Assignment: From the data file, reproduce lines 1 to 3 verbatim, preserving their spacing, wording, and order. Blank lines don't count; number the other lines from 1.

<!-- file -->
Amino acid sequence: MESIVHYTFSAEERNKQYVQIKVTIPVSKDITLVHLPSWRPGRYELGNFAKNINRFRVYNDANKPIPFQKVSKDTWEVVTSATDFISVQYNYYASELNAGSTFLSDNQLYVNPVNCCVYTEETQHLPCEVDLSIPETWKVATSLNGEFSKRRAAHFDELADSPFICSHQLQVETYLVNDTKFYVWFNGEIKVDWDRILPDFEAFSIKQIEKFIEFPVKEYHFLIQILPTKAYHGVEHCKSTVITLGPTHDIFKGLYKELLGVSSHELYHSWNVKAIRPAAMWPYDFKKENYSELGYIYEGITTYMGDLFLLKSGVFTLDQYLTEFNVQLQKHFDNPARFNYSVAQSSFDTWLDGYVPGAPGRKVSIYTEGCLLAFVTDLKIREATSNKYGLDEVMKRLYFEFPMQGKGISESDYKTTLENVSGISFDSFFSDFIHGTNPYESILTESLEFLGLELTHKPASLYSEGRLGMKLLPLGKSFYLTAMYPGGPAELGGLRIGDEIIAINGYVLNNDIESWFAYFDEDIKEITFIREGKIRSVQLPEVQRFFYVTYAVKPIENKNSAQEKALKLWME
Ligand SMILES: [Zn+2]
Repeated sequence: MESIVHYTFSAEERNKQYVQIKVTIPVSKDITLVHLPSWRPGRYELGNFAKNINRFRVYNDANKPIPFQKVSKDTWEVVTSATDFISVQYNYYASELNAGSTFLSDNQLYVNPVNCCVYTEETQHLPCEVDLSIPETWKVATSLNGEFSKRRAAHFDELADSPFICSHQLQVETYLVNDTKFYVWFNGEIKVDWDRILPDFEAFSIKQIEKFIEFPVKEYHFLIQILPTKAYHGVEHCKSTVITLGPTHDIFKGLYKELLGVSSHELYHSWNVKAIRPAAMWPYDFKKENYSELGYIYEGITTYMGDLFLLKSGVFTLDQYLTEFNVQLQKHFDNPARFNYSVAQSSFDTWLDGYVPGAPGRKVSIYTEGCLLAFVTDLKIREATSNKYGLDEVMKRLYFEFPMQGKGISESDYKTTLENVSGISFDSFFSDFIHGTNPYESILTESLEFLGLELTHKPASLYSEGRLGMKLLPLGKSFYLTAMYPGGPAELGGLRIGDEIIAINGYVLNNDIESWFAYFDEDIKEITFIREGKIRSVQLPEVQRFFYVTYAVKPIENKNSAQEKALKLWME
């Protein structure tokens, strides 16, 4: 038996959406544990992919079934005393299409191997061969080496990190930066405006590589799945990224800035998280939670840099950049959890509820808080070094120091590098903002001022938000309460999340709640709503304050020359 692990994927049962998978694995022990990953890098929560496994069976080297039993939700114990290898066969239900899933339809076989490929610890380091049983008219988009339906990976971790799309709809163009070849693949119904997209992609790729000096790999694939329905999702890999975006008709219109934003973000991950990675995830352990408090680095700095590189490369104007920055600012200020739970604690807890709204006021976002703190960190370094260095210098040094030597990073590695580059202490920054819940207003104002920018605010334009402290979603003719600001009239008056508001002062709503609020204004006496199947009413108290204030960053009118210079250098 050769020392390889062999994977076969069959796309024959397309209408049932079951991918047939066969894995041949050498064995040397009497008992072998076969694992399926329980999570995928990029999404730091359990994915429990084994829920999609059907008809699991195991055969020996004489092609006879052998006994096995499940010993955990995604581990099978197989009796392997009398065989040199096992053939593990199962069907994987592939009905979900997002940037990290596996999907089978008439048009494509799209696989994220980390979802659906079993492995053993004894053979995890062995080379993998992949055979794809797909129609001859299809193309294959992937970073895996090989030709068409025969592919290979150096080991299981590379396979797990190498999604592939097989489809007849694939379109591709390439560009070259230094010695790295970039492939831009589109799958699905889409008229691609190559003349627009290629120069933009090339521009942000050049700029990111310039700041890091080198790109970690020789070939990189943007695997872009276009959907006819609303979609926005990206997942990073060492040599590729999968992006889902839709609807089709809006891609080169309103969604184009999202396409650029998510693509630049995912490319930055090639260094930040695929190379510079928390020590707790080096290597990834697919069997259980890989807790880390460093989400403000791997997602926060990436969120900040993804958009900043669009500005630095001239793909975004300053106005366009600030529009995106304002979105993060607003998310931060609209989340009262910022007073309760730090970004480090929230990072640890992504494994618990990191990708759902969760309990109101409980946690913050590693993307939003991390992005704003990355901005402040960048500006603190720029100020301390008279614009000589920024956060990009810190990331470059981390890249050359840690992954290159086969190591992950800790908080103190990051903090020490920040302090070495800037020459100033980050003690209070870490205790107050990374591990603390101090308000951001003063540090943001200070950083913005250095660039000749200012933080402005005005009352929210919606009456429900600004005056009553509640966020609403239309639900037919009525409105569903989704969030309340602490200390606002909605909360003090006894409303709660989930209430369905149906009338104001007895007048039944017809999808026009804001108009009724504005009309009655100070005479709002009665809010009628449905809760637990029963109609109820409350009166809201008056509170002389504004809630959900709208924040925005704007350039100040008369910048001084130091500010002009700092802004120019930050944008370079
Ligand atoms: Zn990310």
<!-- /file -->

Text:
Amino acid sequence: MESIVHYTFSAEERNKQYVQIKVTIPVSKDITLVHLPSWRPGRYELGNFAKNINRFRVYNDANKPIPFQKVSKDTWEVVTSATDFISVQYNYYASELNAGSTFLSDNQLYVNPVNCCVYTEETQHLPCEVDLSIPETWKVATSLNGEFSKRRAAHFDELADSPFICSHQLQVETYLVNDTKFYVWFNGEIKVDWDRILPDFEAFSIKQIEKFIEFPVKEYHFLIQILPTKAYHGVEHCKSTVITLGPTHDIFKGLYKELLGVSSHELYHSWNVKAIRPAAMWPYDFKKENYSELGYIYEGITTYMGDLFLLKSGVFTLDQYLTEFNVQLQKHFDNPARFNYSVAQSSFDTWLDGYVPGAPGRKVSIYTEGCLLAFVTDLKIREATSNKYGLDEVMKRLYFEFPMQGKGISESDYKTTLENVSGISFDSFFSDFIHGTNPYESILTESLEFLGLELTHKPASLYSEGRLGMKLLPLGKSFYLTAMYPGGPAELGGLRIGDEIIAINGYVLNNDIESWFAYFDEDIKEITFIREGKIRSVQLPEVQRFFYVTYAVKPIENKNSAQEKALKLWME
Ligand SMILES: [Zn+2]
Repeated sequence: MESIVHYTFSAEERNKQYVQIKVTIPVSKDITLVHLPSWRPGRYELGNFAKNINRFRVYNDANKPIPFQKVSKDTWEVVTSATDFISVQYNYYASELNAGSTFLSDNQLYVNPVNCCVYTEETQHLPCEVDLSIPETWKVATSLNGEFSKRRAAHFDELADSPFICSHQLQVETYLVNDTKFYVWFNGEIKVDWDRILPDFEAFSIKQIEKFIEFPVKEYHFLIQILPTKAYHGVEHCKSTVITLGPTHDIFKGLYKELLGVSSHELYHSWNVKAIRPAAMWPYDFKKENYSELGYIYEGITTYMGDLFLLKSGVFTLDQYLTEFNVQLQKHFDNPARFNYSVAQSSFDTWLDGYVPGAPGRKVSIYTEGCLLAFVTDLKIREATSNKYGLDEVMKRLYFEFPMQGKGISESDYKTTLENVSGISFDSFFSDFIHGTNPYESILTESLEFLGLELTHKPASLYSEGRLGMKLLPLGKSFYLTAMYPGGPAELGGLRIGDEIIAINGYVLNNDIESWFAYFDEDIKEITFIREGKIRSVQLPEVQRFFYVTYAVKPIENKNSAQEKALKLWME